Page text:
Microsoft's OEM partners are facing challenges in the shift from desktops to notebooks and tablets, and the software giant is responding by fostering closer business collaboration between OEMs and original design manufacturers (ODMs).
This week at the 2011 Consumer Electronics Show in Las Vegas, roughly 120 of Microsoft's local OEM partners and 14 of its ODM partners from southern China and Taiwan have gathered to hold brass tacks business meetings. Microsoft is playing the role of intermediary, and it's all part of the company's Linc program, which began in 2009 with local OEMs in China and Taiwan and is now expanding internationally.
Microsoft has arranged the meetings based on the specifics of its OEMs' product roadmaps and the business needs of its ODMs. Ann Marie Rockwell, general manager of Microsoft's local OEM business, describes these as intense buying sessions where details on quantities, pricing and specific needs are being hammered out.
"Linc is about what happens inside the room where discussions between local OEMS and ODMs are taking place. These are truly business meetings that we facilitate in the hope that local OEMs get the prices they're looking for," said Rockwell.
The meetings began Tuesday and have already resulted in around 600,000 PCs in the pipeline. By week's end Microsoft expects to have facilitated between 750,000 to one million units of pipeline, according to Rockwell.
"Local OEMs know what's on offer, and they are here to shop," she said. "This gives OEMs the opportunity to expand their channel mix and gain access to quality and competitively priced machines."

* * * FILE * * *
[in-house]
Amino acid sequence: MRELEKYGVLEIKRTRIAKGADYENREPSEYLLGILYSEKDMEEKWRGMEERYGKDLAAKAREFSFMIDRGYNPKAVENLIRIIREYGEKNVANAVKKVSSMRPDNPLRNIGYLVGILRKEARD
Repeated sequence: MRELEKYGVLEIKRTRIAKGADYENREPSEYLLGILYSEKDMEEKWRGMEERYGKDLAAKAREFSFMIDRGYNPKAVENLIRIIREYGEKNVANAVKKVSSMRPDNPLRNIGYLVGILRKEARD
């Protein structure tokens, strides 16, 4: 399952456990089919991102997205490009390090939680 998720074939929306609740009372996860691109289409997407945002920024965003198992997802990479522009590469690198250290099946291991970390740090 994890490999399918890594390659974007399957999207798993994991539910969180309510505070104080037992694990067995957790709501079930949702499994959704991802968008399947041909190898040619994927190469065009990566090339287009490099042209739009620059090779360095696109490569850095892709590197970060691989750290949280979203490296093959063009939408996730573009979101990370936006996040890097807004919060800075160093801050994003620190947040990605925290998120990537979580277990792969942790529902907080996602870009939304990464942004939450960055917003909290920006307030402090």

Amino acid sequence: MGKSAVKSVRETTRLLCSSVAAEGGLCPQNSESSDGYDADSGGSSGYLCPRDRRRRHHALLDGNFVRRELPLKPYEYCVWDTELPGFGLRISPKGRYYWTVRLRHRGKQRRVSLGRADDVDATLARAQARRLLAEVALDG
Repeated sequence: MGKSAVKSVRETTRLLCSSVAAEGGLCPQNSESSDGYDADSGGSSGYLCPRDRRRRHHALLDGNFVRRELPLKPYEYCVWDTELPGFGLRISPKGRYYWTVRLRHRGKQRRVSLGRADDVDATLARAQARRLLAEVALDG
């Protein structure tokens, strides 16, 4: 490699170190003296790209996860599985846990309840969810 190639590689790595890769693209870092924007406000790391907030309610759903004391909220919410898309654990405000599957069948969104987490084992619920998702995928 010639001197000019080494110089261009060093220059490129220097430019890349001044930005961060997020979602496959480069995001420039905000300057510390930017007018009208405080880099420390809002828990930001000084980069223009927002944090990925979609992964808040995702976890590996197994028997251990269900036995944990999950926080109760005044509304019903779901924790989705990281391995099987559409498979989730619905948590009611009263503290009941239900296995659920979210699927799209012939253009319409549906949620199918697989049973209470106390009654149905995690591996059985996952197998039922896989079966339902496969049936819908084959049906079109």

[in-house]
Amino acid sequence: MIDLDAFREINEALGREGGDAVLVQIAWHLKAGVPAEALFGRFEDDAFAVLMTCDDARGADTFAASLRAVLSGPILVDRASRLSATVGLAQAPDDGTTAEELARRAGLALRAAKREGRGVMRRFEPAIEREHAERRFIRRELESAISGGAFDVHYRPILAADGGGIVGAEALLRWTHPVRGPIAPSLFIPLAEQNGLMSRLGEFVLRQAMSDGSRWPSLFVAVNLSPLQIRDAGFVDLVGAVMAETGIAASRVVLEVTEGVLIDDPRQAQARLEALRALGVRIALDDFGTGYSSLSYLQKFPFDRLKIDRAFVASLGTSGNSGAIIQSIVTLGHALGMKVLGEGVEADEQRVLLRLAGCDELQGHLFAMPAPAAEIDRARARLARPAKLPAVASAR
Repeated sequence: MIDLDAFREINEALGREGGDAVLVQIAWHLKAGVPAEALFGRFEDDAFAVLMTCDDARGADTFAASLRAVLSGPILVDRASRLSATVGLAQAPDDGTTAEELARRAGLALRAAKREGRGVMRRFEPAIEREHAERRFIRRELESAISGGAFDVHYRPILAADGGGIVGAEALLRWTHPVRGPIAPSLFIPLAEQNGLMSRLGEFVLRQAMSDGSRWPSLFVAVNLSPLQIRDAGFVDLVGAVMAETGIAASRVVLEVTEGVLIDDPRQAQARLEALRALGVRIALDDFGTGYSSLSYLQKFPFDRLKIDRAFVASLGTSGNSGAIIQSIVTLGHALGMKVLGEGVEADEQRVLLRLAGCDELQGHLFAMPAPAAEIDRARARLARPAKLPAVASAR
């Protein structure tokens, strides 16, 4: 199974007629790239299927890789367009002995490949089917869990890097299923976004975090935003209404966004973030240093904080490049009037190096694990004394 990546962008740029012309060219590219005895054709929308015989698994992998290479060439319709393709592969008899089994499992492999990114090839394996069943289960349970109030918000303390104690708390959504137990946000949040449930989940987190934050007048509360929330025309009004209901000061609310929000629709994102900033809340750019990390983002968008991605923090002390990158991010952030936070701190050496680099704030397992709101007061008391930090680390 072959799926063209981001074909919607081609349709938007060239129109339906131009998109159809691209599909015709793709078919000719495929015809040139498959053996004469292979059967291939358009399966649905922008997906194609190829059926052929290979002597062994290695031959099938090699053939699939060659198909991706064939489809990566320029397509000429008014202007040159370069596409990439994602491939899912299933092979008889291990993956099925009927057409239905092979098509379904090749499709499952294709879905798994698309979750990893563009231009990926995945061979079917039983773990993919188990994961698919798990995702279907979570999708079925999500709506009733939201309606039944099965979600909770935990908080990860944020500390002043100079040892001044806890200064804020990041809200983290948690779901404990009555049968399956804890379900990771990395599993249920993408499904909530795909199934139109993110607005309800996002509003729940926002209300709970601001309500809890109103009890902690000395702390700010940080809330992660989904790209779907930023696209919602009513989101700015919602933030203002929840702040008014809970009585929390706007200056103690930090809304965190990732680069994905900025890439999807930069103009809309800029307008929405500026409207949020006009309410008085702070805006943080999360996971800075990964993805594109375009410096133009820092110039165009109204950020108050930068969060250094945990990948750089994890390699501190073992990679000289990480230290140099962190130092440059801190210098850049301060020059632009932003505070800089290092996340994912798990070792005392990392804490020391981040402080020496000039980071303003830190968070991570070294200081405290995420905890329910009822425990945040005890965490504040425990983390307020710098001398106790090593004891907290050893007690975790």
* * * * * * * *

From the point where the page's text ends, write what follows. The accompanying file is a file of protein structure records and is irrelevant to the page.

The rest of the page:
Microsoft works with three distinct tiers of ODM: The first tier includes Foxconn, with which Microsoft works on a specific product basis.
The second tier includes companies that have made their business working with channel partners, with examples being ECS, Pegatron, and several other southern China-based ODMs.
Microsoft has pulled in other third parties like RSI, a multinational firm that handles hardware servicing, said Rockwell.
"We're giving OEMs access to ODMs that they wouldn't normally have, and Microsoft has pre-vetted the meetings," said Rockwell. " We did matchmaking events years ago where we brought the parties together, but local OEMs told us they don’t have time or bandwidth to have this kind of 'speed dating' experience."
Top notebook ODMs are getting the bulk of business from multinationals, but local OEMs find it tough to meet ODMs' minimum order sizes. Bringing local OEMs together to develop collective orders and aggregated order processing can address the size problem, Rockwell said. "This helps them hit a more reasonable minimum order quantity," she said.
As would be expected in such a diverse international business gathering, language barriers do emerge, but Microsoft assigns its regional account managers to handle translation. Rockwell says Microsoft doesn’t see itself as a broker in this case because that's too passive a role.
"We're trusted by both parties at the table," she said. "That's practically useful when you have a southern China ODM talking with a local OEM from Portugal."
In the future Microsoft will likely focus its Linc efforts more on vertical segments where opportunity abounds for local accounts, Rockwell says. "You will see Linc happening at health-care and education events with small regional events in the second half of the year, she said.